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Condition Scoring of Sows

by 5m Editor
24 March 2009, at 12:00am

Achieving an optimal average condition score of 3 throughout the breeding herd and minimising variation of condition scores should be the aims. Number 20 in the <em>Action for Productivity</em> series from BPEX is a practical guide on how to condition score sows and gilts.

Sow body condition is a critical factor affecting health, welfare, productivity and longevity. Maintaining optimum condition within the breeding herd throughout the sow’s lifetime – with minimal fluctuations – will help reproductive performance, production efficiency, strategic culling decisions and mortality rates. Ideally, a sow’s body condition should be individually assessed and managed on a continuous basis to maximise her lifetime productivity.

It is important to be able to evaluate sow body condition accurately and to ensure appropriate nutrition is provided to every sow for maintenance, growth, reproduction and lactation, preventing sows becoming either too thin, through having to utilise body reserves, or too fat with excessive weight gain.

Targets

  • Achieve an optimal average condition score of 3 throughout the breeding herd
  • Minimise variation within condition scores
  • Feed to body condition to maximise reproductive and productive efficiency

Visual and Manual Assessment of Body Condition


Condition scoring of a sow by touch
  • Assessing body condition is not purely an assessment of backfat: in modern lean genotypes body condition score is an indication of the animal’s overall muscularity and in fact, it is a poor indicator of fat cover or fatness

  • Score sows at key times throughout the reproductive cycle, e.g .at weaning and service, mid-way through gestation and pre-farrowing, as well as on an ongoing basis during lactation

  • Ensure feeding levels are appropriate and adjust them if necessary

  • Sows that have lost body condition during lactation should not be placed on low protein diets to increase fatness; the diet must be balanced for protein and energy to support the re-gain of muscle mass and associated fat cover to reduce their risk of developing shoulder sores

  • Assess sows by considering the shoulders, ribs, backbone and hips, not just one location. Score the sows by touch, using the palm of the hand and by eye where this is not possible

  • Score the sows on a scale of 1 to 5

  • A visual assessment is relatively subjective but the descriptors overleaf should help you to be more objective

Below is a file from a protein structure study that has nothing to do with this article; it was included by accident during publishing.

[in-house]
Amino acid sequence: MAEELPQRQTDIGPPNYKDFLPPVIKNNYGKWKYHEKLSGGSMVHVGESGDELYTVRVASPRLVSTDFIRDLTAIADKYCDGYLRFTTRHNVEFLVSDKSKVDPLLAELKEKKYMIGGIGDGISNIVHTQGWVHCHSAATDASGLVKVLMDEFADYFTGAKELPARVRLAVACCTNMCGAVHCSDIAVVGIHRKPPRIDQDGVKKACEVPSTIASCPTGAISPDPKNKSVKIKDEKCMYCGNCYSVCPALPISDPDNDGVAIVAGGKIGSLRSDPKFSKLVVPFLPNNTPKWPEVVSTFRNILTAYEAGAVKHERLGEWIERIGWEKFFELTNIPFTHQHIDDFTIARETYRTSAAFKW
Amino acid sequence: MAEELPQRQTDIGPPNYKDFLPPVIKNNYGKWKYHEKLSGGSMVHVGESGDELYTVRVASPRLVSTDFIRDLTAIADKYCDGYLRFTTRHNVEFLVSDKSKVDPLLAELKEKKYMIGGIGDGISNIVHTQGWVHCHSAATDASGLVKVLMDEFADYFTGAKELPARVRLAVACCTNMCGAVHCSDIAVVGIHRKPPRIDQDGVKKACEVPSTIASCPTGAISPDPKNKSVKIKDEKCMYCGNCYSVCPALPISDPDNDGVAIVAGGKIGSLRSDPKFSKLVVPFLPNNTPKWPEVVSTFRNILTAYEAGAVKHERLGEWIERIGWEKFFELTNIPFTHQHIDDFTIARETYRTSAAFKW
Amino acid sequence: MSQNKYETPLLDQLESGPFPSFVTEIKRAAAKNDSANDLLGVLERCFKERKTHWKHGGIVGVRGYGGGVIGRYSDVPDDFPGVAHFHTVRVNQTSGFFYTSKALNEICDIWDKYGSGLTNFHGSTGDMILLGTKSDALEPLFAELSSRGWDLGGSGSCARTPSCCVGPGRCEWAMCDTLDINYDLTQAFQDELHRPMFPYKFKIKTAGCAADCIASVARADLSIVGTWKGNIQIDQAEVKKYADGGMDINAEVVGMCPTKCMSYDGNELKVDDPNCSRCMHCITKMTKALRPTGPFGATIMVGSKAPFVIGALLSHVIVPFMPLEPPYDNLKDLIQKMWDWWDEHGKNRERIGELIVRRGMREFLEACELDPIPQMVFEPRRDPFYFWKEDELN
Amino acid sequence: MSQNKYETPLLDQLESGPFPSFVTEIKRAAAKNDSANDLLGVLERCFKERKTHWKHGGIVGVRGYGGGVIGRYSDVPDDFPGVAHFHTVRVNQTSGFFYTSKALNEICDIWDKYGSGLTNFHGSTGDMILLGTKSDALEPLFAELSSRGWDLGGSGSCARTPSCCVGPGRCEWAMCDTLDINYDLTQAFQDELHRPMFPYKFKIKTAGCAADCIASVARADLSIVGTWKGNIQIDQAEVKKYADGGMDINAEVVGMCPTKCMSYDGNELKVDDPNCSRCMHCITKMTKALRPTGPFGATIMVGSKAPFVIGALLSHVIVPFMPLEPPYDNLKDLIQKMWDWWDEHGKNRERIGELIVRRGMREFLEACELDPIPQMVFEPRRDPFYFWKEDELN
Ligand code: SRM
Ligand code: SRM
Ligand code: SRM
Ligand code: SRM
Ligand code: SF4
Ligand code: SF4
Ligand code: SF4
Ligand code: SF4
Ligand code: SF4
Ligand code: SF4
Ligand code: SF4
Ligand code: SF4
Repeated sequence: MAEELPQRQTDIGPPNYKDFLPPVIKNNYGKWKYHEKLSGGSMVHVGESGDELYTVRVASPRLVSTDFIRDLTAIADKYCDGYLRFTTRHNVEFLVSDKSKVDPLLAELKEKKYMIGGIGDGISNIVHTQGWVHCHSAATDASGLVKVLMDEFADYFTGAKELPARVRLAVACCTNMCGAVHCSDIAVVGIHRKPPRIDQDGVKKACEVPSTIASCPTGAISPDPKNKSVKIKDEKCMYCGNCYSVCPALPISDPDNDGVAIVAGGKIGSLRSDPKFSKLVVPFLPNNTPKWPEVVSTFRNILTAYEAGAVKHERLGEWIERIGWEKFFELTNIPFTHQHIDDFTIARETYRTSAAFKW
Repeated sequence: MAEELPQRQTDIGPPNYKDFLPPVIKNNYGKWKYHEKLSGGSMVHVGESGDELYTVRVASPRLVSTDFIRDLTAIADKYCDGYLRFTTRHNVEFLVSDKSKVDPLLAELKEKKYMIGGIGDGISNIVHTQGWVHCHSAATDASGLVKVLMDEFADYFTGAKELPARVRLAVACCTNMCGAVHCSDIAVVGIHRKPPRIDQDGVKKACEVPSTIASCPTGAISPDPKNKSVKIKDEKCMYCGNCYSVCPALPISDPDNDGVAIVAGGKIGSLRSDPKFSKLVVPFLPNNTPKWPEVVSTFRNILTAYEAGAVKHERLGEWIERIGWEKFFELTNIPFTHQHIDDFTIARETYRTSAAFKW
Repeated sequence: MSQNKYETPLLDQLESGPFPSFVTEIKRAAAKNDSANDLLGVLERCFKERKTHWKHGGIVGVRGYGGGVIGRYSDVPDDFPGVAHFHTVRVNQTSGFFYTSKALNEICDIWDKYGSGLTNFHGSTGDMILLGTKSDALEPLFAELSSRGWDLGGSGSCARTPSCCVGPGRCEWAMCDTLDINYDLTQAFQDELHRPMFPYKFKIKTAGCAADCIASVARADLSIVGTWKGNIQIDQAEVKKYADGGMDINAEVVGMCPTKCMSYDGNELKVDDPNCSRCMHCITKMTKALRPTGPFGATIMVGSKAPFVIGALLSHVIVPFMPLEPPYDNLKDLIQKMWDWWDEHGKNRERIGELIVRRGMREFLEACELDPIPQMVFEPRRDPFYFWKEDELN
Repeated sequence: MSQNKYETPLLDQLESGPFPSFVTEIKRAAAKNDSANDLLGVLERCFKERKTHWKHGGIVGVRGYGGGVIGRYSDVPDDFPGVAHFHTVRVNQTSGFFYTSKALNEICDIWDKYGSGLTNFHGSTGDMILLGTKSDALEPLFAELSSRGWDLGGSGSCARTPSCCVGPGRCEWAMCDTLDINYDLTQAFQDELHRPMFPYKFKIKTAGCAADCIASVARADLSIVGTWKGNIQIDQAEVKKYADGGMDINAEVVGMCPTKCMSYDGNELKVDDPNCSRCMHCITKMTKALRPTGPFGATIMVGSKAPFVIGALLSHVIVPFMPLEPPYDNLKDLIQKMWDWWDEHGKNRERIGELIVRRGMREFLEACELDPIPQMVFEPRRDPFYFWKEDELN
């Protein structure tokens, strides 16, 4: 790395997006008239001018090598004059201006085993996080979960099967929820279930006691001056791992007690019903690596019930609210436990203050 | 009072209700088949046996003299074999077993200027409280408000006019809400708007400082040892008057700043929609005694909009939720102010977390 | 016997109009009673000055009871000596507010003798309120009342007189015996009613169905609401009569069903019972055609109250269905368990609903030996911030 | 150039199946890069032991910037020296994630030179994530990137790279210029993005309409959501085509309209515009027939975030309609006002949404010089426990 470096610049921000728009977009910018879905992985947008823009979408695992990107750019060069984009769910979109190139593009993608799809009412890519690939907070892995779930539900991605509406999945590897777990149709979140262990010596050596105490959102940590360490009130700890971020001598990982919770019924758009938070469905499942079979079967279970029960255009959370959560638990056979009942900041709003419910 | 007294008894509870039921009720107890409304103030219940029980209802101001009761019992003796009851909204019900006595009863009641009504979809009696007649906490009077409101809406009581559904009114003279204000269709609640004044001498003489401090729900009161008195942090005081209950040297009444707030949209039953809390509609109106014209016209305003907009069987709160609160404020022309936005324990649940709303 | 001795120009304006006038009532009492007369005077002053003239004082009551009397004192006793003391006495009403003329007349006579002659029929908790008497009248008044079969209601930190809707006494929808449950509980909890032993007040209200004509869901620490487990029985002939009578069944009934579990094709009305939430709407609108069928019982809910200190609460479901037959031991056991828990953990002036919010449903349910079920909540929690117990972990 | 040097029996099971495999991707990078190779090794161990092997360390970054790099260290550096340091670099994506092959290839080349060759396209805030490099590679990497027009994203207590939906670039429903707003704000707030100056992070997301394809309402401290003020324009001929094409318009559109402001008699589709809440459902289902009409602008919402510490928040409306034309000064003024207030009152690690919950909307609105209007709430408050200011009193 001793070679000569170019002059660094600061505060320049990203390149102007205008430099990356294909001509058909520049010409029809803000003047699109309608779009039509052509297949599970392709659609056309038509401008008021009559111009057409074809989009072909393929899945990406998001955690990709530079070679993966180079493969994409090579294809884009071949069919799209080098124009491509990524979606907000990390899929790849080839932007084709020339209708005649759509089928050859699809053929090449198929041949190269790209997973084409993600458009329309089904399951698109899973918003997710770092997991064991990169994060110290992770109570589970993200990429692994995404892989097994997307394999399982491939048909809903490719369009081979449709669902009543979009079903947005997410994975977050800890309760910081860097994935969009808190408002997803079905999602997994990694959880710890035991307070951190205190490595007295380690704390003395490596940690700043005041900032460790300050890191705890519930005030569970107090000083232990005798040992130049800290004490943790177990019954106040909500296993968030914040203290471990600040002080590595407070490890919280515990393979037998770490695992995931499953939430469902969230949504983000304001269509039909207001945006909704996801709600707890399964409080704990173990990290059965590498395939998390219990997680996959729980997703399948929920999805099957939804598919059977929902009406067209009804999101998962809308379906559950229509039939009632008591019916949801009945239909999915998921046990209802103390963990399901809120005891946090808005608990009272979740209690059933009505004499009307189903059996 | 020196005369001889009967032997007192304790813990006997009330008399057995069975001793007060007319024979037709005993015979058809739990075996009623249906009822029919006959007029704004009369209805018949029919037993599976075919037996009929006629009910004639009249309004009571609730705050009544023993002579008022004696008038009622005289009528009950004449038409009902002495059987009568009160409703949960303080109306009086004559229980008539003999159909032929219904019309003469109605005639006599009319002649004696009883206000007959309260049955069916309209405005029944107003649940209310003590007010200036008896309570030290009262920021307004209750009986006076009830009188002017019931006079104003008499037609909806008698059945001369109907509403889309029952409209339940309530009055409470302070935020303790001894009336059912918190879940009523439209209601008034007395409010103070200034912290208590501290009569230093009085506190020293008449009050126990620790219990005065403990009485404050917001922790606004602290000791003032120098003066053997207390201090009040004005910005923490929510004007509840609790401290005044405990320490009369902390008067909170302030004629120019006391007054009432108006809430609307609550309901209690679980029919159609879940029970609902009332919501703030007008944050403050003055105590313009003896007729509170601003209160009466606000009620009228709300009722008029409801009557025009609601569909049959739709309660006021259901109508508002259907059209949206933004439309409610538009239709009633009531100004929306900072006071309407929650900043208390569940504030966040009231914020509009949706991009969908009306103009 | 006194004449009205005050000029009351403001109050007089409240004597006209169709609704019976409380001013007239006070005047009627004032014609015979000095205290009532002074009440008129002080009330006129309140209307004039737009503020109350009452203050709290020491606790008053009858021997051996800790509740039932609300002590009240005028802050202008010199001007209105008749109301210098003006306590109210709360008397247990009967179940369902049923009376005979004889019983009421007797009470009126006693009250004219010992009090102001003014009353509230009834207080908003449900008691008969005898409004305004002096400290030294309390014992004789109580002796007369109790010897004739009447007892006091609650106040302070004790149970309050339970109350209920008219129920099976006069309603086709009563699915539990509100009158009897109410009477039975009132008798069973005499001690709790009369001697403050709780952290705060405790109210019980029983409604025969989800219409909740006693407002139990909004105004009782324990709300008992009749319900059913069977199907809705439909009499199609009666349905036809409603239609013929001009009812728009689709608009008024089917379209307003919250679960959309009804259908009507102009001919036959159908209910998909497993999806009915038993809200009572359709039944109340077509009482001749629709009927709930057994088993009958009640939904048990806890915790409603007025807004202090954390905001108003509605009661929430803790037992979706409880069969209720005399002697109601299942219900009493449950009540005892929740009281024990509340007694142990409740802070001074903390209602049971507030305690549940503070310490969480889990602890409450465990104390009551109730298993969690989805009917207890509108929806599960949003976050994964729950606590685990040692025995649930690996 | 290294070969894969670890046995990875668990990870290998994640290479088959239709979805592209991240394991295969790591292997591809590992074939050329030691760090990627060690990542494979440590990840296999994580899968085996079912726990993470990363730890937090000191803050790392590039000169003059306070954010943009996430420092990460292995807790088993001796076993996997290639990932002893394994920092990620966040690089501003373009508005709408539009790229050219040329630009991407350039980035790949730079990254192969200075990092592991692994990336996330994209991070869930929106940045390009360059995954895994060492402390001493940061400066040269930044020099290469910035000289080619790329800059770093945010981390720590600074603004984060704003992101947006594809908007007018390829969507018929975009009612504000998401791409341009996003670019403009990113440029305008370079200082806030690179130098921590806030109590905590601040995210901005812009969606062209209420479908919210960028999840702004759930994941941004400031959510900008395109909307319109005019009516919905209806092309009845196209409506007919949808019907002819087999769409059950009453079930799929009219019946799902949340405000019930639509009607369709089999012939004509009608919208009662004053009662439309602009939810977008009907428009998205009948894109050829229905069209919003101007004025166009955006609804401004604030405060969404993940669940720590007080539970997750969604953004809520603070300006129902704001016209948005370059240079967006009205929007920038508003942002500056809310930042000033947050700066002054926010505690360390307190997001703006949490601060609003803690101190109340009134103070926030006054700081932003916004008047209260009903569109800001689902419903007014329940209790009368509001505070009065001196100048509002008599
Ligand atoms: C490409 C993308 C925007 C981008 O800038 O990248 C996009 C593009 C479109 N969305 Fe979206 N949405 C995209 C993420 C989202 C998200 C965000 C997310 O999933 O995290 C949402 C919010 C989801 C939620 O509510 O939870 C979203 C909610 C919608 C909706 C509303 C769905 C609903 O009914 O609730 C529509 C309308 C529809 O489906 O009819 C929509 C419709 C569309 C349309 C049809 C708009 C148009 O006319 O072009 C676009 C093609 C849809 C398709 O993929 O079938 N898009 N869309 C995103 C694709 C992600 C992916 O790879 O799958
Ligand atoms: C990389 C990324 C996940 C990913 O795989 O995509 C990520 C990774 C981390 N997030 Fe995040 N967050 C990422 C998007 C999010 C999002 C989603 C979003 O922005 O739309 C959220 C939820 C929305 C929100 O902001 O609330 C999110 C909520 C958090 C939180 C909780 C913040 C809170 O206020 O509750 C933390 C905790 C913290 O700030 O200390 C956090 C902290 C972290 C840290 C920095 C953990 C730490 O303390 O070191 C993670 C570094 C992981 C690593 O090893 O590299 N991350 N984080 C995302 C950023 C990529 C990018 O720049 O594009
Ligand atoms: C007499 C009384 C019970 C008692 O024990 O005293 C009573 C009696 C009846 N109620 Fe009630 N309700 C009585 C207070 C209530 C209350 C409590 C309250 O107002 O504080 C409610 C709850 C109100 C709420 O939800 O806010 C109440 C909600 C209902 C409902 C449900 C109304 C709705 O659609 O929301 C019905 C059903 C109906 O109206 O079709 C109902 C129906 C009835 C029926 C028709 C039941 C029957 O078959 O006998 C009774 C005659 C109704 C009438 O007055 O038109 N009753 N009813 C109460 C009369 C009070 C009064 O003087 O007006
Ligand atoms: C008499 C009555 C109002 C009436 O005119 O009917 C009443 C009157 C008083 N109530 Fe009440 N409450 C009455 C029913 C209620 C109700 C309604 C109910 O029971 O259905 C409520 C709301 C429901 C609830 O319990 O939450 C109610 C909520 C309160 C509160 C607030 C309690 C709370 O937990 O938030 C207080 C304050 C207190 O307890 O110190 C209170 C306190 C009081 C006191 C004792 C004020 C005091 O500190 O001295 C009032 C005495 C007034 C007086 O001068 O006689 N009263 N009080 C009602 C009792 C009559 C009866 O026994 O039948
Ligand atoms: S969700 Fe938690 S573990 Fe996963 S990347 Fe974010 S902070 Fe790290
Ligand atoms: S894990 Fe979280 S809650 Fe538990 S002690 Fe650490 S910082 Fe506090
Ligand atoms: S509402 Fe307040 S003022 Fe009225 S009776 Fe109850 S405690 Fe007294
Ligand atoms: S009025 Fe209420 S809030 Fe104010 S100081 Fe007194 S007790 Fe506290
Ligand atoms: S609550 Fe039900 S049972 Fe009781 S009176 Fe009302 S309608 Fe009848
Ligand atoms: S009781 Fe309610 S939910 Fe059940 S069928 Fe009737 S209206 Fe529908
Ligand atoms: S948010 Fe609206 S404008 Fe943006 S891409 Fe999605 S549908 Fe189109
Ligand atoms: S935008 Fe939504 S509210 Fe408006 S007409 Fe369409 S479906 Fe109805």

Figure 1. Descriptors to help with your condition scoring
1. Emaciated
Shoulders, individual ribs, hips and backbone are visually apparent
2. Thin
Shoulders, ribs, hips and backbone are quite easily felt when pressure is applied with the palm of the hand
3. Acceptable / Optimal
Shoulders, ribs, hips and backbone can only be felt when pressure is applied
4. Fat
Shoulders, ribs, hips and backbone cannot be felt even when pressure is applied
5. Grossly Fat
Fat deposits are clearly visible

Note


Condition score 2.5

Condition score 3.5
  • Half scores may be used for mid ranges

  • Avoid variation and extremes. Ideally, sows should enter farrowing with a body condition score of 3 to 3.5 and complete a four week lactation scoring 3 to 2.5 as a minimum

  • Very thin sows may not come into oestrus promptly post-weaning, or be unable to maintain the pregnancy, support adequate foetal development or to consume enough feed for a good lactational yield

  • Excessively fat sows may have farrowing and leg problems, produce small litters, have low feed intakes during lactation and wean lighter litters

  • If there is a wide range of body condition within the breeding herd or significant numbers of sows in either of the extreme categories, a whole-herd review of the nutrition, management and health programmes is required

Remember

  • Routinely check your own assessment with your colleagues and also with that of an experienced third party, e.g. your herd vet

  • Visual and physical condition scoring is the ideal method of assessing sow condition

  • Diets should be formulated to meet protein and energy requirements taking into account requirements to support body lean gain in gilts and young sows to maintain them in good body condition at all times

  • Speak to your nutritionist for advice on feed levels for each stage of production and condition score.

March 2009